One year after joining IBM in Hortolândia, Brazil, Carolina Ferreira, or Carol as she prefers to be called, signed up for a volunteer assignment. “I had always wanted to volunteer to help, but wasn’t sure how to do it,” says Carol. “When I got the email asking to help the IBM Corporate Service Corps (CSC) team coming to Brazil, I immediately went to my manager who said I should pursue it.”
IBM’s CSC program enables select employees to develop additional leadership skills through projects in growth markets working on economic, social and environmental challenges. In 2009, an IBM team from around the world assisted several non-governmental organizations (NGO) in Brazil as part of the CSC program, and Carol acted as one of the local liaisons.
“When I arrived at IBM and saw the CSC opportunity, I recognized that the company truly supports these [volunteer] activities. I thought this is the way to start as a volunteer as I can get the correct guidance,” Carol recalls.
Strategy, but what about execution?
Carol’s assignment was to assist the CSC team helping the Dr. A. C. Corsini Centro de Controle e Investigação Imunológica, or simply Corsini Center, in her hometown of Campinas, Brazil. Corsini Center is a twenty-five year old NGO devoted to the prevention, research, diagnosis and treatment of adults and children with HIV/AIDS, and other sexually transmitted infections. They also maintain a child support unit that is a shelter for children and teens affected by AIDS and other diseases.
Corsini Center was built on the passion of well-meaning people dedicated to a cause, but it lacked a documented vision and mission, along with an accompanying human resources plan. The CSC team, with Carol and two other local members from IBM developed an approach to focus Corsini Center’s resources on the internal administration to support their intended impact.
The international CSC team spent much of its assignment properly uncovering organizational issues and obstacles before making recommendations. In addition to identifying stepping stones for Corsini Center to achieve its mission, other items like physical work conditions were also noted. “Corsini used very large metal shipping containers as some of their office space,” says Carol. “If you know about our weather here, it was horribly hot inside and work could not get done so it really wasn’t a cost savings.”
While the strategic roadmap from the CSC team was well received by Corsini Center, a classic challenge came into play: the organization knew what needed to happen, and they knew why it was important, but they didn’t have the resources to get it done—the international CSC team’s assignment was over and they had returned to their countries.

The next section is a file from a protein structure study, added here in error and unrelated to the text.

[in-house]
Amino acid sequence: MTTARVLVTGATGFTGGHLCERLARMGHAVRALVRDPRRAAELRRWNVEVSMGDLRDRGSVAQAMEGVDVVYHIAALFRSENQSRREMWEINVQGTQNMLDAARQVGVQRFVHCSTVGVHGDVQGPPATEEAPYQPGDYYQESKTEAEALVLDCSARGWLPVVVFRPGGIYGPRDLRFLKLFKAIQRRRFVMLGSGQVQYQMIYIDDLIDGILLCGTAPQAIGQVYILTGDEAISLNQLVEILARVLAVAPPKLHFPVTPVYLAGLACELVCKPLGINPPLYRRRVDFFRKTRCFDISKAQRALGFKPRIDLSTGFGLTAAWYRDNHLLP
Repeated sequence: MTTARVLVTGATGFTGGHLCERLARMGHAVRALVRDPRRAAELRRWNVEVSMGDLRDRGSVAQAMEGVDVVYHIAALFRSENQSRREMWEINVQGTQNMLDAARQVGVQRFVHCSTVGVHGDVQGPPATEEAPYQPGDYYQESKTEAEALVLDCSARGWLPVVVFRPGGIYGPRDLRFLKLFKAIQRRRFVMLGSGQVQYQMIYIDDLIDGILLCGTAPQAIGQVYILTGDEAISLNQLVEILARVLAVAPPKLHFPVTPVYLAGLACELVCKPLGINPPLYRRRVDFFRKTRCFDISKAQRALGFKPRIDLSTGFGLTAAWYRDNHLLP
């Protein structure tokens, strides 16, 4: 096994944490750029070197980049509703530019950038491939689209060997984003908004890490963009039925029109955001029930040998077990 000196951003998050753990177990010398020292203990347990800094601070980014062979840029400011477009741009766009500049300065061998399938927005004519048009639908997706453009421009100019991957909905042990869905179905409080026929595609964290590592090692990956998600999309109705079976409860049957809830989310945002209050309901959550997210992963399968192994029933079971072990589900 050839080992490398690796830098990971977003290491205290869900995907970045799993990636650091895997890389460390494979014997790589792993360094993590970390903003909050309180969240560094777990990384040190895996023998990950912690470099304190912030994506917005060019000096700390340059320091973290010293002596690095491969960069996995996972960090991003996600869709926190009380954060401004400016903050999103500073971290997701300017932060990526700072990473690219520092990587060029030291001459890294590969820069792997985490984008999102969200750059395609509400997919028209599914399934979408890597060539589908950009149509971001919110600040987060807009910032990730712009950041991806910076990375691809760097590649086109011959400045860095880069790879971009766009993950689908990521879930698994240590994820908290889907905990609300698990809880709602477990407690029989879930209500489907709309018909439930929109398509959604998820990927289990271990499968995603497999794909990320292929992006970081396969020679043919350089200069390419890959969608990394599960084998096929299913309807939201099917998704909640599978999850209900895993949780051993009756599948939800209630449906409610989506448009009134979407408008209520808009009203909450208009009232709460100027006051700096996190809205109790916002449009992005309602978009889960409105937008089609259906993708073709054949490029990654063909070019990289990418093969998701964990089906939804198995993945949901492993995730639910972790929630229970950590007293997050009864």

Volunteering with patience, love and strength
“After the CSC guys left, Kelsibele Farias and I stayed to help Corsini,” says Carol referring to one of the other CSC liaisons from IBM Brazil. “I realized that I can have a role helping the world be better, and I can do it here with Corsini. They deserve the help, and [the patients] need it.”
It’s been almost two years, and Carol and Kelsibele are still volunteers at Corsini, which now has the right personnel in place to further its mission. A new office building has been built, replacing the shipping containers, and a culture building is under construction. Carol has also participated in campaigns generating donations. In 2010, Corsini Center received a grant from IBM for servers and a printer to support their efforts.
Every Wednesday is healthcare day at Corsini Center, and Carol has an opportunity to meet patients who come for medication. She says that while it is difficult to see some people who are at the end of the disease, it reinforces the importance of her volunteerism. “I tell people who are thinking of volunteering that it takes patience. Sometimes it’s not easy, but you can make a difference,” Carol says.
Carol and Kelsibele coordinated Corsini Center’s participation in IBM’s 2011 Celebration of Service Day, with support from IBM managers. More than 40 volunteers from IBM and the community helped Corsini with two projects: one effort organized the non-profit’s records into an improved archival system (no more misplaced documents), and another planted a new garden with vegetables and trees.
“I think Corsini is on the right track to be financially strong, though we need more doctors to participate,” Carol says about her hopes for the future of the Center. Her commitment is firm: “It’s necessary to help someone try to enjoy their last days, or help someone get the correct treatment. That’s why we volunteer, to give, through Corsini, patience, love and strength to those who need it.”
IBM is marking its centennial year with a worldwide celebration of volunteer service. Throughout 2011, IBM invites everyone to join our global community of employees, retirees, families and friends as we support the communities where we work, live and learn together.